The common bed bug, formally known as Cimex Lectularius at big pest control conferences, resemble apple seeds when in the adult life stage of their bed bug life cycle. They are flat, ovoid in shape, wingless, ectoparasites that feed exclusively on blood-meals. Bed bugs have become a trending topic of interest in recent years as bed bug infestations have exploded throughout North America. Most notably within urban centers that have dense populations, like Toronto, Ontario. The problem has become such an epidemic that many locales, including New York City, have implemented local laws explicitly designed to deal with the current bed bug scourge.
Is there more than one kind of bed bug?
Yes, in the vast richness of our planet’s animal kingdom there is more than one type of “bed bug.” Approximately 90 different species are belonging to the bed bug family, also known as the Cimicidae family. Each species within the family are parasitic, warm-blood sucking insects, with ovoid body shapes and six legs.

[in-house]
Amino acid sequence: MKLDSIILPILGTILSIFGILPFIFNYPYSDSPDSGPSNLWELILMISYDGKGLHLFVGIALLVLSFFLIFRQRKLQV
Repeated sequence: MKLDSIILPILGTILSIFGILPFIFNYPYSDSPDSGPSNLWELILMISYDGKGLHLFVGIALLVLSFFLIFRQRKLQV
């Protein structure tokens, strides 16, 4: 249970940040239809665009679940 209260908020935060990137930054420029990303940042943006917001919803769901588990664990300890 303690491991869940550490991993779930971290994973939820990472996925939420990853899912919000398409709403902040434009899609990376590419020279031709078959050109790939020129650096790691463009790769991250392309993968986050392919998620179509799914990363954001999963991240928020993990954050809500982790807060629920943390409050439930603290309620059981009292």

None can fly yet all have non-functional wing pads. Out of all the Cimicidae family members only three are known to feed on humans:
- The common bed bug, or Cimex Lectularius
- Tropical bed bug, or Cimex Hemiptarius
- Bat Bug, or Leptocimex Boueti
Of the three bed bugs that opt for human nourishment, the common bed bug, or C. Lectularious is the most popular in North America.
What attracts bed bugs?
If you are alive, warm and breathing then you are a bed bug magnet.
So, how do they know where to find people? Bed bugs are able to detect the sweet smell of carbon dioxide on our exhaling breaths and sense the warmness of our bodies. Especially when people are lying still, such is the case when people are sleeping. And while people are sleeping, bed bugs have a good amount of time to seek out and zero in on a blood-meal host. When they get going, they can travel about 1 meter per minute, meaning they can get far in one evening of meal seeking.
Can One Bed Bug Cause an Infestation?